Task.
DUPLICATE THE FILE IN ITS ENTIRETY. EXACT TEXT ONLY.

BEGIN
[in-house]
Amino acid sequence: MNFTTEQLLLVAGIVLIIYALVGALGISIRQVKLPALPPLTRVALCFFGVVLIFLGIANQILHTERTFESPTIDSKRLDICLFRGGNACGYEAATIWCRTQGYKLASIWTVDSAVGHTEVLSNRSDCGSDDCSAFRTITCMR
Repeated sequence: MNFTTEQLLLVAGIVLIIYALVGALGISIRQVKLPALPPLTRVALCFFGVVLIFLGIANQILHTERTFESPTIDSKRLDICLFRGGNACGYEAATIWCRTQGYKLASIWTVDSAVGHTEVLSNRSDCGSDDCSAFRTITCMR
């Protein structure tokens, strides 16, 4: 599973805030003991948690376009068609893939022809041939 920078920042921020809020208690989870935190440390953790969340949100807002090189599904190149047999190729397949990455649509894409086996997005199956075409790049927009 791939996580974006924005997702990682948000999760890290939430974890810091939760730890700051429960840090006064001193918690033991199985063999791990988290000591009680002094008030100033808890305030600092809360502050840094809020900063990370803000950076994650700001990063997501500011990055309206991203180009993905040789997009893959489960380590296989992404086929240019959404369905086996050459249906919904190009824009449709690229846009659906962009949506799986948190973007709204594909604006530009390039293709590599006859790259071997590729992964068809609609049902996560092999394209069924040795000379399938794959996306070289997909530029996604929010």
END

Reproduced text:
[in-house]
Amino acid sequence: MNFTTEQLLLVAGIVLIIYALVGALGISIRQVKLPALPPLTRVALCFFGVVLIFLGIANQILHTERTFESPTIDSKRLDICLFRGGNACGYEAATIWCRTQGYKLASIWTVDSAVGHTEVLSNRSDCGSDDCSAFRTITCMR
Repeated sequence: MNFTTEQLLLVAGIVLIIYALVGALGISIRQVKLPALPPLTRVALCFFGVVLIFLGIANQILHTERTFESPTIDSKRLDICLFRGGNACGYEAATIWCRTQGYKLASIWTVDSAVGHTEVLSNRSDCGSDDCSAFRTITCMR
């Protein structure tokens, strides 16, 4: 599973805030003991948690376009068609893939022809041939 920078920042921020809020208690989870935190440390953790969340949100807002090189599904190149047999190729397949990455649509894409086996997005199956075409790049927009 791939996580974006924005997702990682948000999760890290939430974890810091939760730890700051429960840090006064001193918690033991199985063999791990988290000591009680002094008030100033808890305030600092809360502050840094809020900063990370803000950076994650700001990063997501500011990055309206991203180009993905040789997009893959489960380590296989992404086929240019959404369905086996050459249906919904190009824009449709690229846009659906962009949506799986948190973007709204594909604006530009390039293709590599006859790259071997590729992964068809609609049902996560092999394209069924040795000379399938794959996306070289997909530029996604929010």